The Menagrie, V. V


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At dusk the prisoners were let out and given a chance to walk around, stretch, and relieve themselves. They were given simple bread and soup, but it was delicious compared to the fare they had on the ship, which is to say, nothing. The regal Altmer came to view them. She stared at them an uncomfortably long time and then said, “Yes, you will do. Which one of you is the actor?”

“I am, my lady,” Maricent said with a little bow.

“Do not mock me,” the Altmer said. “I will not tolerate it. All four of you are to be the stars of a performance. A most unusual performance. You must make these other three as good at acting as you can by the time we arrive at the Crystal Tower. You have two weeks.”

With that she left and the prisoners were tied up and had to sleep, as comfortably as they could, on the ground. The next few days Maricent tried to explain acting to the other prisoners and had them practice a few simple scenes. It didn’t go well. Only Rolath had any real interest in it, and only when he wasn’t lamented Lush. Esmoran would half-heartedly say his lines when he wasn’t lost in thought. Andre seemed to think being a sailor was as low as he could sink. To become an actor was unthinkable, and he refused to participate at all.

The last few days they could see the Crystal Tower in the distance. It was immense, so tall and oddly constructed that it seemed impossible. And yet there it was, drawing closer and larger every day.

When they reached the base, the regal Altmer announced that her caravan contained donations to the menagerie. The prisoners and the creatures were all taken out and sent into the lower parts of the tower. After a maze of wide corridors, they came to a set of animals pens. Each of them was shoved into one of the pens and the door locked behind them. “Pick a costume,” said one of the Altmer, with a wicked smile, “and put it on. Choose carefully. You’ll be performing a long time.”

Maricent looked around his cell. It was large enough to move around in, and there was a pool of gently running water, for drinking or perhaps bathing, on one side. The floor was not flat, but of large stones. Adamantine bars covered one wall. The opposite wall had a set of pegs and on each peg hung what looked like a fur coat.

And yet each coat was different. Maricent walked over to them and inspected them. One seemed to be that of a snow bear. Another was the skin, the real skin as best Maricent could tell, of a forest troll. Another was of a wolf. The last was all wood and leaves and Maricent suspected it might be a spriggan.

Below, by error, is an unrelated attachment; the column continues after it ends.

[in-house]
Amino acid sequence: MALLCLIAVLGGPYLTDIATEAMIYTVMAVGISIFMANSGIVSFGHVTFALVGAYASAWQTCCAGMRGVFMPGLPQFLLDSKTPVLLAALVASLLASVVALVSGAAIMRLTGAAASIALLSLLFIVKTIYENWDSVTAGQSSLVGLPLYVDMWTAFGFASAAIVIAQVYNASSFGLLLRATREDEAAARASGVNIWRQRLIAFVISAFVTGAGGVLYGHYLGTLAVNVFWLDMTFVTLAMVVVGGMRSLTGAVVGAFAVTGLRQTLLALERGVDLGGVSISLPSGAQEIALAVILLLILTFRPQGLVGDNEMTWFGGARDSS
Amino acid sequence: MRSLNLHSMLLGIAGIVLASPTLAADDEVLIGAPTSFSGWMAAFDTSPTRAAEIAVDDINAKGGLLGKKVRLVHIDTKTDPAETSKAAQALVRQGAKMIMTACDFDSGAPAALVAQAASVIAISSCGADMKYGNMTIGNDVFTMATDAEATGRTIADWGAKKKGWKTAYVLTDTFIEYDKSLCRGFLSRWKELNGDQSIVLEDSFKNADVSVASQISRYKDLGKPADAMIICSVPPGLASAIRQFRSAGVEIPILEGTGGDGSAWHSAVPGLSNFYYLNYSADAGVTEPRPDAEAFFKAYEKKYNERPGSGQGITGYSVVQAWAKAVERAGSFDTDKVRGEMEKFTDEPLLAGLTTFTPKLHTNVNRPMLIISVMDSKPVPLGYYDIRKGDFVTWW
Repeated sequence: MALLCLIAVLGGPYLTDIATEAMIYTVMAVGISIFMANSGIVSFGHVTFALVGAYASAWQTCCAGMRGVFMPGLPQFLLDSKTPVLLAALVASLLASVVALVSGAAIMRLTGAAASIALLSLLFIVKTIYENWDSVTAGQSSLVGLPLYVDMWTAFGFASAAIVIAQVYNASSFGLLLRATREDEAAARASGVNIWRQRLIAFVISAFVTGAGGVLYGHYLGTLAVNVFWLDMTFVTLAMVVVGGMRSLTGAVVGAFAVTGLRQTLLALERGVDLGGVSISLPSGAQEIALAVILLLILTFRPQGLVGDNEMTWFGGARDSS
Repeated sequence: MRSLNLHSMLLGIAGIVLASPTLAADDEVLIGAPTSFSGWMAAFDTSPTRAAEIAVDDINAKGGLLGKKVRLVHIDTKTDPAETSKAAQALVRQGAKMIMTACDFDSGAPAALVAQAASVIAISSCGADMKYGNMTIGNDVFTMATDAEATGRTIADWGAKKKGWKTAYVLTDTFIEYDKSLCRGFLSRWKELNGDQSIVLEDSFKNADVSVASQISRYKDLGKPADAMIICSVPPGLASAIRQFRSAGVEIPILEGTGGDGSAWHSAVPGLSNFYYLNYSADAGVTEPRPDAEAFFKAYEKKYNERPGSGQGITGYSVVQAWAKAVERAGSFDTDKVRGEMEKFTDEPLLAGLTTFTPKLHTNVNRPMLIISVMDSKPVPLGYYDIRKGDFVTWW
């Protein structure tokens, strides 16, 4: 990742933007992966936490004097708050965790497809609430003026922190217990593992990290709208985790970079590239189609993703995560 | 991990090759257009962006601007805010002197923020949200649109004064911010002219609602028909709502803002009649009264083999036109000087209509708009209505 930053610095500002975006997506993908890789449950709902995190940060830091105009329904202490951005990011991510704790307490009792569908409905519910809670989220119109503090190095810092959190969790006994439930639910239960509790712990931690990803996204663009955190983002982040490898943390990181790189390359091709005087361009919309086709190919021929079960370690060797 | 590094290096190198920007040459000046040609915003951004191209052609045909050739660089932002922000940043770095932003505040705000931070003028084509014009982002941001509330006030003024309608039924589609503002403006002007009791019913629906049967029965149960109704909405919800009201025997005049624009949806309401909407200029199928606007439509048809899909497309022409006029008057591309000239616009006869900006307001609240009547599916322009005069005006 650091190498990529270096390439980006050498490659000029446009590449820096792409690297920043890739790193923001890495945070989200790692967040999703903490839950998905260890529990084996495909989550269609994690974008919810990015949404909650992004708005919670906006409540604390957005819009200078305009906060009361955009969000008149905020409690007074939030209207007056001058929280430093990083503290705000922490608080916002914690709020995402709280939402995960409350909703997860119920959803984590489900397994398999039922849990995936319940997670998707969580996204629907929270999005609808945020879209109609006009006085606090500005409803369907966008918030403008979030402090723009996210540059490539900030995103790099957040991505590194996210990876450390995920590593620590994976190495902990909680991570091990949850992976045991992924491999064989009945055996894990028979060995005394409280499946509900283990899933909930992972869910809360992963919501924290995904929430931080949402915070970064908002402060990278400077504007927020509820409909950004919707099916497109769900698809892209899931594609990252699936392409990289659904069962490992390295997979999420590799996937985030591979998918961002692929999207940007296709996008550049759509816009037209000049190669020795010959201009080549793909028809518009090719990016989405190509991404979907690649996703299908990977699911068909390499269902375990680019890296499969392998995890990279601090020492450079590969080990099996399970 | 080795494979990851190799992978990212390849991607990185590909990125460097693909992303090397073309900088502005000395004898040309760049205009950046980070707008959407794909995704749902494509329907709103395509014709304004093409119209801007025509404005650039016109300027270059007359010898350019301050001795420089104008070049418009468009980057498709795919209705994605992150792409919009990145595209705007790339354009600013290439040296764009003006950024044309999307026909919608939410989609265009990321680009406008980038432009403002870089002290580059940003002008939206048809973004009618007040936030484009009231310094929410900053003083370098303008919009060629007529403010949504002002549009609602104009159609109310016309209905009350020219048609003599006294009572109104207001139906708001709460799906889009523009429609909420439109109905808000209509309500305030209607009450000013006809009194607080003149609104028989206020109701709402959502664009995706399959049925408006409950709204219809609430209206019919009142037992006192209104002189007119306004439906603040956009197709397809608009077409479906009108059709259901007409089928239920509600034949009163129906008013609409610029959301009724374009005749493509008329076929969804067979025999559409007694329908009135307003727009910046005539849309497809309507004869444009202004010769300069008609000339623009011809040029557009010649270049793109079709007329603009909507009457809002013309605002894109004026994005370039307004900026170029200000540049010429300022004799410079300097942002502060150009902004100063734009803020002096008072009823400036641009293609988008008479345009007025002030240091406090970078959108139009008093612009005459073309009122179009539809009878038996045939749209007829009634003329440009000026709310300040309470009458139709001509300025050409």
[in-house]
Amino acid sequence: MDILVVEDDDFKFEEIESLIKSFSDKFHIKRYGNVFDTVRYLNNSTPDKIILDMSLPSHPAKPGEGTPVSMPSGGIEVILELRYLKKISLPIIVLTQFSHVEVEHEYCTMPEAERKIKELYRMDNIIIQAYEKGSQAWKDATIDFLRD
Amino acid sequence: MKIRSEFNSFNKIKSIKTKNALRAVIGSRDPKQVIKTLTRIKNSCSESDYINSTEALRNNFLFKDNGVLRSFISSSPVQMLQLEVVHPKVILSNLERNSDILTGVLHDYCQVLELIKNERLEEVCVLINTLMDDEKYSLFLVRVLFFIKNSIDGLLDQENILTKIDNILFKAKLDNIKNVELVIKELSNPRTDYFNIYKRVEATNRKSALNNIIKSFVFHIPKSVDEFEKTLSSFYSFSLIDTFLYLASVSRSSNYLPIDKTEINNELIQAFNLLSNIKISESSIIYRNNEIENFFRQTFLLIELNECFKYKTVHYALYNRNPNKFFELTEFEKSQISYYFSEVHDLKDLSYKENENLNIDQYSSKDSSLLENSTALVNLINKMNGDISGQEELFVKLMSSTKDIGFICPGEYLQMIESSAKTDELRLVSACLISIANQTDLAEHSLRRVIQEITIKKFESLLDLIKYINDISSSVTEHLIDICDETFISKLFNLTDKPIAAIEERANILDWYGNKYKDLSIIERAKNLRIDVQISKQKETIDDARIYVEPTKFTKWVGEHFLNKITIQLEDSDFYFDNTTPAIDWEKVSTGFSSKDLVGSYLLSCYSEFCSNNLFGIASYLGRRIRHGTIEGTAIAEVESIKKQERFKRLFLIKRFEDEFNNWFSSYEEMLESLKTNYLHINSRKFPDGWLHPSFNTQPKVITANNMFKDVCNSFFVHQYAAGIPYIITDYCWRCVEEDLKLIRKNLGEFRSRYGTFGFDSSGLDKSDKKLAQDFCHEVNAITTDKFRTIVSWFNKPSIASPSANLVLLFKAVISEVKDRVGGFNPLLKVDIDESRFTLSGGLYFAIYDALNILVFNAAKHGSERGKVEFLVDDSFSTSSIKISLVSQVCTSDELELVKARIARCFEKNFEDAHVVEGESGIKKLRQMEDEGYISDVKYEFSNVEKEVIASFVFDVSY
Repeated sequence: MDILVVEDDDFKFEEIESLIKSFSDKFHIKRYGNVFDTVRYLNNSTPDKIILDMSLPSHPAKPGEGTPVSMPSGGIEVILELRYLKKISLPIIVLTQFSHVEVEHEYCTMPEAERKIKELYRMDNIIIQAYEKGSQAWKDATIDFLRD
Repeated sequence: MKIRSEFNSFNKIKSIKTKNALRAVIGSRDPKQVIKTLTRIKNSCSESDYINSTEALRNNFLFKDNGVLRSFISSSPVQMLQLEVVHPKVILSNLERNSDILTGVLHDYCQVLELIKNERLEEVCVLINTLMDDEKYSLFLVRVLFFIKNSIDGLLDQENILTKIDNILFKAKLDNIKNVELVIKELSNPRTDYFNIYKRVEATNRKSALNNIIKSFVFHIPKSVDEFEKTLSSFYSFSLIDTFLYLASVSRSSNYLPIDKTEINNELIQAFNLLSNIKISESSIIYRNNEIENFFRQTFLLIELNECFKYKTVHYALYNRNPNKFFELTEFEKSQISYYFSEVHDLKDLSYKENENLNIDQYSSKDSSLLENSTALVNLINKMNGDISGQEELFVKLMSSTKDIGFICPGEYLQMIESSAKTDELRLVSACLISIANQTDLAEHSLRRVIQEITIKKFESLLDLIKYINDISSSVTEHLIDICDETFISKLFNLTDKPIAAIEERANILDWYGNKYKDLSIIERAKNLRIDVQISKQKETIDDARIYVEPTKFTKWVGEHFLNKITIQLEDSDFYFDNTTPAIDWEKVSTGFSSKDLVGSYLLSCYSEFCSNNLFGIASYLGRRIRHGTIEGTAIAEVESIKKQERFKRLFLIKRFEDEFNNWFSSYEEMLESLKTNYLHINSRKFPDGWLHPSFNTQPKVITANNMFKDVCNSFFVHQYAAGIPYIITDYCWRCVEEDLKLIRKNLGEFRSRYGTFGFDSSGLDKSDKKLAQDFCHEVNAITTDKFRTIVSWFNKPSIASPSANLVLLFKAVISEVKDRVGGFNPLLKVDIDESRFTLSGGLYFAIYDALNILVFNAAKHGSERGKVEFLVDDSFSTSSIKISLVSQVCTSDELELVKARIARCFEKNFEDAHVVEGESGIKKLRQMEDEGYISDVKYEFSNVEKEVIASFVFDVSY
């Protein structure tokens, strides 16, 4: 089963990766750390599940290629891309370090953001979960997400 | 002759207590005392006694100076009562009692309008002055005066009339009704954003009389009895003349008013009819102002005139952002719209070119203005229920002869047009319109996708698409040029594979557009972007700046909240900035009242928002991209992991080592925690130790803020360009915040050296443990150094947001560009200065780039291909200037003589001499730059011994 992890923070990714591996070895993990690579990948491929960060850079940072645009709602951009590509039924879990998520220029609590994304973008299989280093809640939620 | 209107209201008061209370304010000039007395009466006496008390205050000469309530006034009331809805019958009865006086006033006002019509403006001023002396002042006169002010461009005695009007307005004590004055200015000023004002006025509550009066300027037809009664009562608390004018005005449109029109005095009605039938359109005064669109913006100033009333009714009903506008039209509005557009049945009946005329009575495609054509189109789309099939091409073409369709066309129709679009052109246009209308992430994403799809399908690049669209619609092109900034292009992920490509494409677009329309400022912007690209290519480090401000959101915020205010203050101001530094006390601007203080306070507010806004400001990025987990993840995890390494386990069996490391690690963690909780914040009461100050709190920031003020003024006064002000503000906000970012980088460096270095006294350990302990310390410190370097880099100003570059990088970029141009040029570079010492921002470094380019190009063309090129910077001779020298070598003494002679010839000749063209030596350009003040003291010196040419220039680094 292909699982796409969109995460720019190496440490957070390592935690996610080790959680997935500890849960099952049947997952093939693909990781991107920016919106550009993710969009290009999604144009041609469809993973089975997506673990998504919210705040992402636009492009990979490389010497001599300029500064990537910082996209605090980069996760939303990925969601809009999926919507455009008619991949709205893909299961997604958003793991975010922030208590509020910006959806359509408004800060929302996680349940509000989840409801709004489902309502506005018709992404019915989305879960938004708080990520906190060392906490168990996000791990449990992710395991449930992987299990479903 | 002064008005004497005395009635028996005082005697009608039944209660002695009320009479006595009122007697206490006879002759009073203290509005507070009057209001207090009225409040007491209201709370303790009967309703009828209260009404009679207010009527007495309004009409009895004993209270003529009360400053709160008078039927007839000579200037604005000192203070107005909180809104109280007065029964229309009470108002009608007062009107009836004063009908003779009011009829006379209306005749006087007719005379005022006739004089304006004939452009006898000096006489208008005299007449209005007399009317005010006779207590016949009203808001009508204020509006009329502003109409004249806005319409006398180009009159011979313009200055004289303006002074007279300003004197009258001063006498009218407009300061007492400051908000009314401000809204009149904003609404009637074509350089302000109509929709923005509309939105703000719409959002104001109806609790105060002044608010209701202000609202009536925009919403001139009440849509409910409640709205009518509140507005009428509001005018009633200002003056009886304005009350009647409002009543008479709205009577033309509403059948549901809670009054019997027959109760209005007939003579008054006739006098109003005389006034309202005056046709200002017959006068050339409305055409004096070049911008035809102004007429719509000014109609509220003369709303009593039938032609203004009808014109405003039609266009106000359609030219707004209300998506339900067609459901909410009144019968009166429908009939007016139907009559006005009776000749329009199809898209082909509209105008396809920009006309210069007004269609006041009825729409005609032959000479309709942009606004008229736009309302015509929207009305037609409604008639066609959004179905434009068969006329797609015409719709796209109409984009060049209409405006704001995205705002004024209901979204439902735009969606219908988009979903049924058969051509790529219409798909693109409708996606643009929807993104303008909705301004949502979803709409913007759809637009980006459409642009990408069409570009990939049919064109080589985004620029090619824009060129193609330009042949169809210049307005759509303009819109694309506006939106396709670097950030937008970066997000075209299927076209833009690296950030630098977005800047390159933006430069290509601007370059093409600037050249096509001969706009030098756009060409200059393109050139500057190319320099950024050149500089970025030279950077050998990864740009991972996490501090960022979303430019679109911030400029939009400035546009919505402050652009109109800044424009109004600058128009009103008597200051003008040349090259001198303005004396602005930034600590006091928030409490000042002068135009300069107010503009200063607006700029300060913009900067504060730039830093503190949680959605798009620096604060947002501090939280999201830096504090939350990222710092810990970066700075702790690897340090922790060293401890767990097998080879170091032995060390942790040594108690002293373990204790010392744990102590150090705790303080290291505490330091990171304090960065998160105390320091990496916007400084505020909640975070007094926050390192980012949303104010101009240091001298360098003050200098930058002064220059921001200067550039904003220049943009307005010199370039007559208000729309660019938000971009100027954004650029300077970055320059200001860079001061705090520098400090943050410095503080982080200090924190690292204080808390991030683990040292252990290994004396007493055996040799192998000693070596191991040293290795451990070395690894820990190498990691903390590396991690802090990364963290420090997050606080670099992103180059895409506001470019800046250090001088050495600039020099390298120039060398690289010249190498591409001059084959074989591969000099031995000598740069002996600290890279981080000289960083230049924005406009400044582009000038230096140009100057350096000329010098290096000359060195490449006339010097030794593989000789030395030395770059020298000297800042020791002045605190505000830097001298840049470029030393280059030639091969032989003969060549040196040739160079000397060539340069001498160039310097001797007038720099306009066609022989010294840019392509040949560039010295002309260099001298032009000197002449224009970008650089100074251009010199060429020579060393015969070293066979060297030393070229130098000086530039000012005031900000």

Maricent thought about the Altmer’s words, that he would be playing this “role” for some time. Alas, none of these costumes were likely to be a speaking role. He held them all up again and decided on the wood and leaf one, as it seemed like it would be the most comfortable if it stretched a bit. He tried it on, and to his surprise, it fit perfectly. He tested walking a little and realized the costume must be enchanted as bees, firefies, leaves, and butterflies began to dance around his hands as he waved them around in vaguely magical gestures.

He was tired and tried to take the costume off to lie down and sleep, but with the costume’s gloves on, he couldn’t seem to get a grip on the ties and zippers. He gave up and lay down on the flattest rock.

When he awoke, the bare stone offended him. It was lifeless, barren. He stood in the pool and drank and drank, but it only made him crankier. The water, too, was lifeless and sterile. How dare they keep him here. His heart beat terribly slowly, but it began to grow faster, and the sluggish sap began to flow. Let these stones bear. Seed them, seed them, a thousand flowers bloom! Split the rocks, murk the pool, climb vines upon the walls, upon the bars of the prison!

Maricent felt the magic, ancient magics, flowing through him and here and there on the stones were new small patches of soil. A few sprouts grew. The pool was slightly discolored. He was elated, and looked upon the little sprouts with the joy of a new mother.

And then he wondered what was going on. He was Maricent the Great, not a spriggan! He struggled again, to take off the suit, but now the zippers and ties were missing, and trying to pull on the suit hurt as if it were stuck to his skin. He panicked and tried to rip the costume off, but he only managed to tear his bark…er, his skin. He watched as small drops of amber sap pooled around the wound.

Somehow this suit had turned him into a spriggan. He looked at the wall where the other suits hung, but the pegs were now empty. They must have taken them while he slept. What could he do? He felt the nature spirit taking over once more, and as much as he fought it, he was not himself again for some time. His last thought was, at least I didn’t pick the troll.

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